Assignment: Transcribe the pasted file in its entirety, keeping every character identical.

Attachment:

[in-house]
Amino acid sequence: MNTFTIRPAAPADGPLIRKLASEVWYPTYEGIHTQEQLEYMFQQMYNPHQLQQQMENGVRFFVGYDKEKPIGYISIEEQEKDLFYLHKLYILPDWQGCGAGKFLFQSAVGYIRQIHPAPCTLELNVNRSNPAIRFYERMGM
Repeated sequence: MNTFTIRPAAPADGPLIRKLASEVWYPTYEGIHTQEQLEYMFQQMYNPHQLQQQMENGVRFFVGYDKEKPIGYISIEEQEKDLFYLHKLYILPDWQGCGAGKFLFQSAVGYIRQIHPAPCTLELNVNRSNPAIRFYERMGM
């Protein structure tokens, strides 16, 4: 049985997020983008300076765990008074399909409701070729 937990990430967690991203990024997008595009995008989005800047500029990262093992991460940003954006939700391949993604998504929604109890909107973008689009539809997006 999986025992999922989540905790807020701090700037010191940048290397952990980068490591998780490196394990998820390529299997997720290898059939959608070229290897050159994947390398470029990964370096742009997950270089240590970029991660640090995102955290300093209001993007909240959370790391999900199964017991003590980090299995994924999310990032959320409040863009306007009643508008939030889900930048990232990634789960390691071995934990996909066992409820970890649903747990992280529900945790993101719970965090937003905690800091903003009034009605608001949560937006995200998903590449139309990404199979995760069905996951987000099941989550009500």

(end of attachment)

[in-house]
Amino acid sequence: MNTFTIRPAAPADGPLIRKLASEVWYPTYEGIHTQEQLEYMFQQMYNPHQLQQQMENGVRFFVGYDKEKPIGYISIEEQEKDLFYLHKLYILPDWQGCGAGKFLFQSAVGYIRQIHPAPCTLELNVNRSNPAIRFYERMGM
Repeated sequence: MNTFTIRPAAPADGPLIRKLASEVWYPTYEGIHTQEQLEYMFQQMYNPHQLQQQMENGVRFFVGYDKEKPIGYISIEEQEKDLFYLHKLYILPDWQGCGAGKFLFQSAVGYIRQIHPAPCTLELNVNRSNPAIRFYERMGM
């Protein structure tokens, strides 16, 4: 049985997020983008300076765990008074399909409701070729 937990990430967690991203990024997008595009995008989005800047500029990262093992991460940003954006939700391949993604998504929604109890909107973008689009539809997006 999986025992999922989540905790807020701090700037010191940048290397952990980068490591998780490196394990998820390529299997997720290898059939959608070229290897050159994947390398470029990964370096742009997950270089240590970029991660640090995102955290300093209001993007909240959370790391999900199964017991003590980090299995994924999310990032959320409040863009306007009643508008939030889900930048990232990634789960390691071995934990996909066992409820970890649903747990992280529900945790993101719970965090937003905690800091903003009034009605608001949560937006995200998903590449139309990404199979995760069905996951987000099941989550009500």